"Yea, though I walk through the valley of the shadow of death, I will fear no evil: for thou art with me; thy rod and thy staff they comfort me" (Psalm 23:4).
There are many dark valleys mentioned in Scripture, and these typify the many sufferings and hard experiences through which the people of God must pass. "For unto you it is given in the behalf of Christ, not only to believe on Him, but also to suffer for His sake" (Philippians 1:29).
The valley of Achor--which means "trouble"--was so named because sin in the camp of God's people had caused great defeat for their armies there (Joshua 7:25-26). Willful sin inevitably must result eventually in a trek through the dark vale of trouble and defeat.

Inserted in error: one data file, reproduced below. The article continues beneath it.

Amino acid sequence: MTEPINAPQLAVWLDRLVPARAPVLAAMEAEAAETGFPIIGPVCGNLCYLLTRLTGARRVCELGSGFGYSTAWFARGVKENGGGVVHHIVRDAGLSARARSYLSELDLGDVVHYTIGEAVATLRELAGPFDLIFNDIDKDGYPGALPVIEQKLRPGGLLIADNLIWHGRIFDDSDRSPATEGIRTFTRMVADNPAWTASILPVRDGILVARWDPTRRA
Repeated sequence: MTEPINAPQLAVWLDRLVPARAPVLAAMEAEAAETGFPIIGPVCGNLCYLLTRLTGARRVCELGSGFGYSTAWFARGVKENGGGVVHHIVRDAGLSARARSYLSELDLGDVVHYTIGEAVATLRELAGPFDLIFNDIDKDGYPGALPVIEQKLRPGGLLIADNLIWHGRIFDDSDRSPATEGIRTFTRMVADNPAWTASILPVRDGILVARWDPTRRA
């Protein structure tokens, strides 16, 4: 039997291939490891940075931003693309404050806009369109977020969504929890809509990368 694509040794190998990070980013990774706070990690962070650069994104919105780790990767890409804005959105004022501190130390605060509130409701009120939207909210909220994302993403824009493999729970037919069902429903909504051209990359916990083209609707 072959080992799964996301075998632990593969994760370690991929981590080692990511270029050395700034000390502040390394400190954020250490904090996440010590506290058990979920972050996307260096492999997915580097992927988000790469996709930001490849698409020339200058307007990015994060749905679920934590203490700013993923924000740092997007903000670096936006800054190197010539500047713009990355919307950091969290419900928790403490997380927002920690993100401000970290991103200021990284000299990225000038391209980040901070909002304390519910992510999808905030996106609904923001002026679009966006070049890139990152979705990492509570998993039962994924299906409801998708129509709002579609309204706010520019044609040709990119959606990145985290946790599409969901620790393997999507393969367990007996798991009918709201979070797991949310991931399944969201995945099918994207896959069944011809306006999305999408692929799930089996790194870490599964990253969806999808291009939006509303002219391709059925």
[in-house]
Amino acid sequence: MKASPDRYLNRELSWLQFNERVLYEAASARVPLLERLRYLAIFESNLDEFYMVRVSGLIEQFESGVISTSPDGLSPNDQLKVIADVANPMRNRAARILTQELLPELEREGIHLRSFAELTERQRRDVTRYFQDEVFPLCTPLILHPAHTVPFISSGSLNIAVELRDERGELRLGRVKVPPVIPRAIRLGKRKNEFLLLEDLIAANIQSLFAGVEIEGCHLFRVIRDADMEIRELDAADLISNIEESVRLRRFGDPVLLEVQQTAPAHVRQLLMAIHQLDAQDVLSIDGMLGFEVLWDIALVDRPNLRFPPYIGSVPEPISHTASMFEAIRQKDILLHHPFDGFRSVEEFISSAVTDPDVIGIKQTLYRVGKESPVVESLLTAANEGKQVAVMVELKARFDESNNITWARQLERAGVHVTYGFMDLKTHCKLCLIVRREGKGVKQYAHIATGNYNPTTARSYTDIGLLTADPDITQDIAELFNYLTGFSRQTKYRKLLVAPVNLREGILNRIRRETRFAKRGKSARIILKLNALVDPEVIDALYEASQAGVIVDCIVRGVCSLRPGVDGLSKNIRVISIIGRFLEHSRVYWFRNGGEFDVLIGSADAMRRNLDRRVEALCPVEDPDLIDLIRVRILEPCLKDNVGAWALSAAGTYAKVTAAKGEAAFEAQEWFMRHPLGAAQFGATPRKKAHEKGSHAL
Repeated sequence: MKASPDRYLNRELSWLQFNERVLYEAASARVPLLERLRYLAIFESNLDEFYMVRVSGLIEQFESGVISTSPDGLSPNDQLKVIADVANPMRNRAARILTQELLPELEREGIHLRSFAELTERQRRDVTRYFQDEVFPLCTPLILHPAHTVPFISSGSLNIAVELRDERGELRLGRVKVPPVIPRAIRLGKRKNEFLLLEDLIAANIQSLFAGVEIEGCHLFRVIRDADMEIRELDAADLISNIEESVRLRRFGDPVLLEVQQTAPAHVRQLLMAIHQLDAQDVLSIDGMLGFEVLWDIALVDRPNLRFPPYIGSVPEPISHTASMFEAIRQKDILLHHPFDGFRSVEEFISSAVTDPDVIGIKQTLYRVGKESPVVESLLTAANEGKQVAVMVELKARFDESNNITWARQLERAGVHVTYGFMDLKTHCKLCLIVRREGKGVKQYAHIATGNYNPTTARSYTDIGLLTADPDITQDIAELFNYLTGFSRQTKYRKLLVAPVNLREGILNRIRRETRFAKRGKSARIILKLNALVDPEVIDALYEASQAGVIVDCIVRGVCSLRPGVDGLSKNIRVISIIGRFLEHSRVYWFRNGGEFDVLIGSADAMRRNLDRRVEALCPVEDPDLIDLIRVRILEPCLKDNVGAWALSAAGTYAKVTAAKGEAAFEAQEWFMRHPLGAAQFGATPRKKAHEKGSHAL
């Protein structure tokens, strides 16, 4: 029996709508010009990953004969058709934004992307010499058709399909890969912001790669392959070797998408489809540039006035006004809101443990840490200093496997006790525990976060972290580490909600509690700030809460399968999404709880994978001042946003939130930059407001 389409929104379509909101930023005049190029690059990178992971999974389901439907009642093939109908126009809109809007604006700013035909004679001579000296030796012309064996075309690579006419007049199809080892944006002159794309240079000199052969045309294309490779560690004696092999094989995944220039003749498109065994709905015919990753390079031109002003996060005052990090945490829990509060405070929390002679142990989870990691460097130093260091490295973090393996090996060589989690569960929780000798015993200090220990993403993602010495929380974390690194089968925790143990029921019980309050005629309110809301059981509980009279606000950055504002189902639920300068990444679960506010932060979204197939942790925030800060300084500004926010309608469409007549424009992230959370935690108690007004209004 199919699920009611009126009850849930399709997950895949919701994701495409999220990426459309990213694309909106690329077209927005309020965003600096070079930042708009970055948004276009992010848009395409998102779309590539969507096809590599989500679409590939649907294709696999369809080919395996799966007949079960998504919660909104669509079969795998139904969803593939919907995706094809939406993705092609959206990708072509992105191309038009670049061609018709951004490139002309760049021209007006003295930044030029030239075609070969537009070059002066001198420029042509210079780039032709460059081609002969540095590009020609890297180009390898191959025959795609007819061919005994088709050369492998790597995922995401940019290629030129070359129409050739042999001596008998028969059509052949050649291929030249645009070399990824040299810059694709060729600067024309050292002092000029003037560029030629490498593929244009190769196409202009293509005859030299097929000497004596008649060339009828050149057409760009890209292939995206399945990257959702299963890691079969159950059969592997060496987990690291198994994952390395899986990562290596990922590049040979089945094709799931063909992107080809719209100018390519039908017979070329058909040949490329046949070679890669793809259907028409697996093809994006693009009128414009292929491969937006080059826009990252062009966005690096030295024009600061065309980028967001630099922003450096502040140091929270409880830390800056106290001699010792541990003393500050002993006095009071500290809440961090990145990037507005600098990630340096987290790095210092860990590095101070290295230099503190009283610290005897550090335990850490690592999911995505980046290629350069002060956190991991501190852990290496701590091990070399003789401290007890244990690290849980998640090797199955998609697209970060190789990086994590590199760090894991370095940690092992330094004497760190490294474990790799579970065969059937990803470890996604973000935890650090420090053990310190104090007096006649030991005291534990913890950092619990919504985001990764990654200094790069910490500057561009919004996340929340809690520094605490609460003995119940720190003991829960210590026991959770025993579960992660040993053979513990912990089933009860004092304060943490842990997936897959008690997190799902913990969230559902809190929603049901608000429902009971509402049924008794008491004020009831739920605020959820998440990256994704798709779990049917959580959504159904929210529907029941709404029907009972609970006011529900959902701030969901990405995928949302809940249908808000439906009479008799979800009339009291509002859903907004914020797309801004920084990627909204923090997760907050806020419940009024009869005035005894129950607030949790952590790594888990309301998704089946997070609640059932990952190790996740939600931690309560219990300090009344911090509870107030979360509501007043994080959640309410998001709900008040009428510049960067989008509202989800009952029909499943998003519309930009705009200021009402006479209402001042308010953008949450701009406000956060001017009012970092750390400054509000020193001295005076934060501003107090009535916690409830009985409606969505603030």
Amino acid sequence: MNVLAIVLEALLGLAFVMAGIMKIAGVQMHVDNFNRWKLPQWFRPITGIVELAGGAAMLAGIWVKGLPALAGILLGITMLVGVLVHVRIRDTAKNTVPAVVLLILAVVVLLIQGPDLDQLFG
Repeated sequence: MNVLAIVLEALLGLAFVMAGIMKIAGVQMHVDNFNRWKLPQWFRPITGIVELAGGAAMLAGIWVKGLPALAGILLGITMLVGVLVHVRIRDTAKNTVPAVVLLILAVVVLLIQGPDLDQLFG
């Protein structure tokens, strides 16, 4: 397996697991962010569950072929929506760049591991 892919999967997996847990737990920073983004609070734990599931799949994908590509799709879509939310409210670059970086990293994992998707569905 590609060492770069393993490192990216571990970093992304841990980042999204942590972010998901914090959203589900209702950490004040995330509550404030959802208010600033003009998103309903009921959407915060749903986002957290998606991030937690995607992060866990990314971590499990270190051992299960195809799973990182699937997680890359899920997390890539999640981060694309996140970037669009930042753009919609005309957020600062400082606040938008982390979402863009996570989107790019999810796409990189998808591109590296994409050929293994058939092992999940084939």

Then there is the vale of tears called Baca, or "weeping." Opinions differ as to whether this was an actual valley in Israel, but it came to symbolize a time of deep loss and sorrow. Repentance and restitution will lead one out of the valley of Achor, but God's comfort will guide through Baca. "Blessed is the man whose strength is in thee. . . . Who passing through the valley of Baca make it a well. . . . They go from strength to strength" (Psalm 84:5-7).
Perhaps the darkest valley of all is the valley of the shadow of death. All must enter that valley once at least--some may even travel it often before its thick darkness finally conquers them. For those without Christ it is a valley of great fear; there have been multitudes "who through fear of death were all their lifetime subject to bondage" (Hebrews 2:15).
But for those who know the Lord, they need fear no evil for God is with them. Even His guiding staff and buffeting rod are comforting for they prove the love of the Shepherd. No wonder the 23rd Psalm is the most requested passage of Scripture by those deep in this dark valley. HMM